Friday, October 27, 2006

Reflections on a year of travel

One year ago today, I was hanging out with my brother in Japan, seeing and exploring places like Tokyo, Osaka, Kyoto, Kobe, Nara and Hiroshima.

Since then, I've made three separate trips to the Middle East (and during one of those trips I even got to explore the Netherlands, if only for a couple of hours), a trip to the Nevada-California border to gamble and ski, a trip to New Orleans to survey that city's recovery, a trip to Mexico and Belize aboard a cruise liner last week, a trip to the Texas Hill Country for holiday, and at least a dozen trips to the Dallas - Fort Worth - Denton Metroplex to work, visit family, and/or watch the Coogs get their asses kicked in bowl games.

It's occurred to me that I have done a great deal of traveling over the past 365 days; more traveling, in fact, than I've ever done in any comparable one-year span of my life. Given that I used to spend the summers in Ecuador, it's actually somewhat remarkable.

On one hand, it's been a lot of fun. I've been able to experience different cultures in Japan and the Arab world, snow ski for only the third time in my life, relax on picturesque Caribbean beaches, sample different cuisines, practice my Spanish, and rack up frequent-flyer credits. On the other hand, it's also been a hassle. Much of the travel I've done over the past year has been business-related, which is not, by definition, pleasurable. Being eight thousand miles away from your wife and child for weeks at a time, as was the case during my trips to Dubai, creates at least some stress. Travel by plane - even for a short day trip to Dallas for a meeting - can be a hassle due to all the security procedures, especially now that most liquids are banned from carry-on items and need to be checked. There's always the possibility that the airline will lose your luggage, too. Tasks pile up while you're away from home: the yard doesn't get mowed, the leaky roof doesn't get fixed, your personal e-mail inbox fills up with 1,500 messages. And a hotel bed, comfortable though it might be, just isn't a substitute for your own bed.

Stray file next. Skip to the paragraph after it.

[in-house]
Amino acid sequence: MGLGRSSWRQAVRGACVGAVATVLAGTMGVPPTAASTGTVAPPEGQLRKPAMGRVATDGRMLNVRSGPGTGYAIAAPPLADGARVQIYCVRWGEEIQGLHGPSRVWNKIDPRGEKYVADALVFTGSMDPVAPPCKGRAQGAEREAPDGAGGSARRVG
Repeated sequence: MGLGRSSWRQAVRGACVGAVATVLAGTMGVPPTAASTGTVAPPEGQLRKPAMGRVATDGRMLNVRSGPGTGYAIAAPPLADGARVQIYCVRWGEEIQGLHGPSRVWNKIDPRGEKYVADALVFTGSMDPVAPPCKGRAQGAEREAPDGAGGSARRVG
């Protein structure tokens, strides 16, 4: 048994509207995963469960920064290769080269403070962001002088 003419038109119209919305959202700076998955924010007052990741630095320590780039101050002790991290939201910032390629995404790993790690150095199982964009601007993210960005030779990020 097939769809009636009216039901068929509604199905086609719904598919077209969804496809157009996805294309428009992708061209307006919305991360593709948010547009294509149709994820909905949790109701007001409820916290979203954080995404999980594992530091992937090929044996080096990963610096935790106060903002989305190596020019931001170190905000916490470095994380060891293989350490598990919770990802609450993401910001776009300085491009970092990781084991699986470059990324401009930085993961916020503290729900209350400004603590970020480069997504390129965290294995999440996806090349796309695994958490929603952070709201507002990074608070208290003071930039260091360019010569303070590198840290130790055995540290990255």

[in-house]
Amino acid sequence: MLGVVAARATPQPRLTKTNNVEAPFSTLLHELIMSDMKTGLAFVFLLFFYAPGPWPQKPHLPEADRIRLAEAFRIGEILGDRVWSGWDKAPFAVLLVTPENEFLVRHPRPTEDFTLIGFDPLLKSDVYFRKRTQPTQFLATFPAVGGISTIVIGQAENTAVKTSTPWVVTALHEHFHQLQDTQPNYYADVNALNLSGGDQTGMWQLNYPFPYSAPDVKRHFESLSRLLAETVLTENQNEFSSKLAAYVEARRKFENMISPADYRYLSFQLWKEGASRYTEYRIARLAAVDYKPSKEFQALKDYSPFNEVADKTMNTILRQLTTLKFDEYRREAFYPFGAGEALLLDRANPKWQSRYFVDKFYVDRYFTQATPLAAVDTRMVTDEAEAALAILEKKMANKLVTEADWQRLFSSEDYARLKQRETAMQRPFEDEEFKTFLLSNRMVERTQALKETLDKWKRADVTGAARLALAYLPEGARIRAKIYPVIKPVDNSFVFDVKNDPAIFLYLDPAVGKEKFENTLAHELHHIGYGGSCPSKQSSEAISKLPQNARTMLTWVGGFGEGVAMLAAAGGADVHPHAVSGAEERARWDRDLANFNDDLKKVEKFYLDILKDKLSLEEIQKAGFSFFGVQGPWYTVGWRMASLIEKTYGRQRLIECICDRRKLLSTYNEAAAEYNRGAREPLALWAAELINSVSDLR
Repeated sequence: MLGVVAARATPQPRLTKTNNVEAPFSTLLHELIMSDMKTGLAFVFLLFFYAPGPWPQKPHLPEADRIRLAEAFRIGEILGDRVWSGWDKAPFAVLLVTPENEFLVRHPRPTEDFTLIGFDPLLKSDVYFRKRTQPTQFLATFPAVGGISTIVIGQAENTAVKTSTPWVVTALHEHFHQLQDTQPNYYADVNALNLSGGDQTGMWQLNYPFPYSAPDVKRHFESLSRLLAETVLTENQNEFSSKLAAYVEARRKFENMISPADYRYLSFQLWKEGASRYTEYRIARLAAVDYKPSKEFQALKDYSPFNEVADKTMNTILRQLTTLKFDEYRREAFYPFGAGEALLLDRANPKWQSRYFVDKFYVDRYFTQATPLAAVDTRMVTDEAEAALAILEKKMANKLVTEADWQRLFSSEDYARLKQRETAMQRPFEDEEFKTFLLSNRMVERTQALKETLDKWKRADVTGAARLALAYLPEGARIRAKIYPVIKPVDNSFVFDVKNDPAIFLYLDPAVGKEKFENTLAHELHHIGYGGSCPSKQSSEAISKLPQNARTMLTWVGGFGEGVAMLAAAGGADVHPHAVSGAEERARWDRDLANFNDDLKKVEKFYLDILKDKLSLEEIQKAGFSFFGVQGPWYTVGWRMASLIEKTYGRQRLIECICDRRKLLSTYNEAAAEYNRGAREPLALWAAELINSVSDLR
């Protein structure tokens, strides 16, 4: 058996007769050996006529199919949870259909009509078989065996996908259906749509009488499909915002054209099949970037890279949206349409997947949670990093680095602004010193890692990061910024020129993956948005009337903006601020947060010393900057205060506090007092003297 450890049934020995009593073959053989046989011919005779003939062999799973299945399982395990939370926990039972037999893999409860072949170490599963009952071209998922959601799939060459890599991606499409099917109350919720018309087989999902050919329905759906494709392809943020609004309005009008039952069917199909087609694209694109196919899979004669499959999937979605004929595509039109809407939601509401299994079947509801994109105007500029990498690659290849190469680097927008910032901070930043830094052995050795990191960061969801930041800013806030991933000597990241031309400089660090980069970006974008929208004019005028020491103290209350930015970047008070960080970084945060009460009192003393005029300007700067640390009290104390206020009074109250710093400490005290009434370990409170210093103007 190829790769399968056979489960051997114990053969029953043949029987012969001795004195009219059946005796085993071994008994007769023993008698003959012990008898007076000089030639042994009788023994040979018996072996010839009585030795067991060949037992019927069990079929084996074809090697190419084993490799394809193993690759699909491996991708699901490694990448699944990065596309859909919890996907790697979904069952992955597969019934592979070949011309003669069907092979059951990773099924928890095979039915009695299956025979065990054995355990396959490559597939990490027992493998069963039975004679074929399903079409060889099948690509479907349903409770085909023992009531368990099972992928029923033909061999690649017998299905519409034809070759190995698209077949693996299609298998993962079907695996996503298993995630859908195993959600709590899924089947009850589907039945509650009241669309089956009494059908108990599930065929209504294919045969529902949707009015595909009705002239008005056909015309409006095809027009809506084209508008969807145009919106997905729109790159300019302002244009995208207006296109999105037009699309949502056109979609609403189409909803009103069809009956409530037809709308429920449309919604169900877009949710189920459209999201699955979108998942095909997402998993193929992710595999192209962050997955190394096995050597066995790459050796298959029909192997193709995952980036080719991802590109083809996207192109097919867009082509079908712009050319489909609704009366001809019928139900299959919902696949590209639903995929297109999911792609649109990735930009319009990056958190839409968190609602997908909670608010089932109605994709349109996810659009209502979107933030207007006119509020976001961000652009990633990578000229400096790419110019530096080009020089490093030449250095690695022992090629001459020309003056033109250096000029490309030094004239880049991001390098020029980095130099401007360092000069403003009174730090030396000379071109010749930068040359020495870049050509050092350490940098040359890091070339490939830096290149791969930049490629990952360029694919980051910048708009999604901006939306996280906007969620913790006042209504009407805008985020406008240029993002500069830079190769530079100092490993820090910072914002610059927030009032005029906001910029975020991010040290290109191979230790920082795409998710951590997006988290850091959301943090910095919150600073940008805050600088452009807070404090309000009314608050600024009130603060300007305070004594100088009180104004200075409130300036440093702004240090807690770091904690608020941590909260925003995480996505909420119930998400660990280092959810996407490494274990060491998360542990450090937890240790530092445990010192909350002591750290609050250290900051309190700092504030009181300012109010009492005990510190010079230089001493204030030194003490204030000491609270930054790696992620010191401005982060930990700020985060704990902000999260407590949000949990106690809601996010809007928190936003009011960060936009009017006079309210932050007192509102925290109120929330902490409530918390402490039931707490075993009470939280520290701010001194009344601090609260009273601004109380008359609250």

But this is what I expected when I joined this company almost two years ago. I knew I was going to travel. And, to be honest, it's nice to get out of the local office every now and then, even if it only means that I'll be spending a few days at the office in Dallas or a few weeks at the office in Dubai. It's a change of pace, scenery and coworkers which I find refreshing.

My travels, for work and for pleasure, will continue. I'll need to be in Dallas again for another round of public meetings in early November. Thanksgiving plans have yet to be finalized but the possibility of another trip to New Braunfels exists. My company is working on a bid up in Chicago that I might get asked to particpate in (and, believe it or not, I've never in my life even been to Chicago!). If the Coogs manage to make it to another bowl game, I might make the trip. Lori is talking about a trip to Puerto Vallarta with my parents in January (although I don't know if I'll have enough time off saved up by then). Friends in places like Albany, Baltimore and Portland continually ask when I'll come visit. And the possibility that I'll get asked back out to Dubai is always there, as well.

Thus, my suitcases stay in the corner of the bedroom. There's no sense in storing them in the closet, because they won't stay in there for very long.

1 comment:

Anonymous said...

I laugh at the idea that you mow the lawn or fix leaks in the roof....AH HA HAHHAHH HA HAHHAHA